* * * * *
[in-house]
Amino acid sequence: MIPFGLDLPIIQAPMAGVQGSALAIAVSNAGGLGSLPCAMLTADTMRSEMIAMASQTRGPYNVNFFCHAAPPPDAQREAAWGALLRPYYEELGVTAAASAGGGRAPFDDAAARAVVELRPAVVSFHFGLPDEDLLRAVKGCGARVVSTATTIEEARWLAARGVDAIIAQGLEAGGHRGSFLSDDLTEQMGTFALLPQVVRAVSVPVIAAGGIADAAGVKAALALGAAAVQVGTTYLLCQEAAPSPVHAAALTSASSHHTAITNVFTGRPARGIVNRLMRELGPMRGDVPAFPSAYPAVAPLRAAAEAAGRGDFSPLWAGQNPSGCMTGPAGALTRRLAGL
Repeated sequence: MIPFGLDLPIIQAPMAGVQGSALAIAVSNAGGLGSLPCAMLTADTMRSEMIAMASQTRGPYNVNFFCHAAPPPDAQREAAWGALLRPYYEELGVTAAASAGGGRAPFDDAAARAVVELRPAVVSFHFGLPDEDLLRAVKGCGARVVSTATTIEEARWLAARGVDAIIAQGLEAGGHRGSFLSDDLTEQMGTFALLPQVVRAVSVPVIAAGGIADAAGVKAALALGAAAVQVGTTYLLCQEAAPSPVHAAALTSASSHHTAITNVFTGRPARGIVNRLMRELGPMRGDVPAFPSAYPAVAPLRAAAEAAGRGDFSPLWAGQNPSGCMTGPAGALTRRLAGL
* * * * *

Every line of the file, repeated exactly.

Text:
[in-house]
Amino acid sequence: MIPFGLDLPIIQAPMAGVQGSALAIAVSNAGGLGSLPCAMLTADTMRSEMIAMASQTRGPYNVNFFCHAAPPPDAQREAAWGALLRPYYEELGVTAAASAGGGRAPFDDAAARAVVELRPAVVSFHFGLPDEDLLRAVKGCGARVVSTATTIEEARWLAARGVDAIIAQGLEAGGHRGSFLSDDLTEQMGTFALLPQVVRAVSVPVIAAGGIADAAGVKAALALGAAAVQVGTTYLLCQEAAPSPVHAAALTSASSHHTAITNVFTGRPARGIVNRLMRELGPMRGDVPAFPSAYPAVAPLRAAAEAAGRGDFSPLWAGQNPSGCMTGPAGALTRRLAGL
Repeated sequence: MIPFGLDLPIIQAPMAGVQGSALAIAVSNAGGLGSLPCAMLTADTMRSEMIAMASQTRGPYNVNFFCHAAPPPDAQREAAWGALLRPYYEELGVTAAASAGGGRAPFDDAAARAVVELRPAVVSFHFGLPDEDLLRAVKGCGARVVSTATTIEEARWLAARGVDAIIAQGLEAGGHRGSFLSDDLTEQMGTFALLPQVVRAVSVPVIAAGGIADAAGVKAALALGAAAVQVGTTYLLCQEAAPSPVHAAALTSASSHHTAITNVFTGRPARGIVNRLMRELGPMRGDVPAFPSAYPAVAPLRAAAEAAGRGDFSPLWAGQNPSGCMTGPAGALTRRLAGL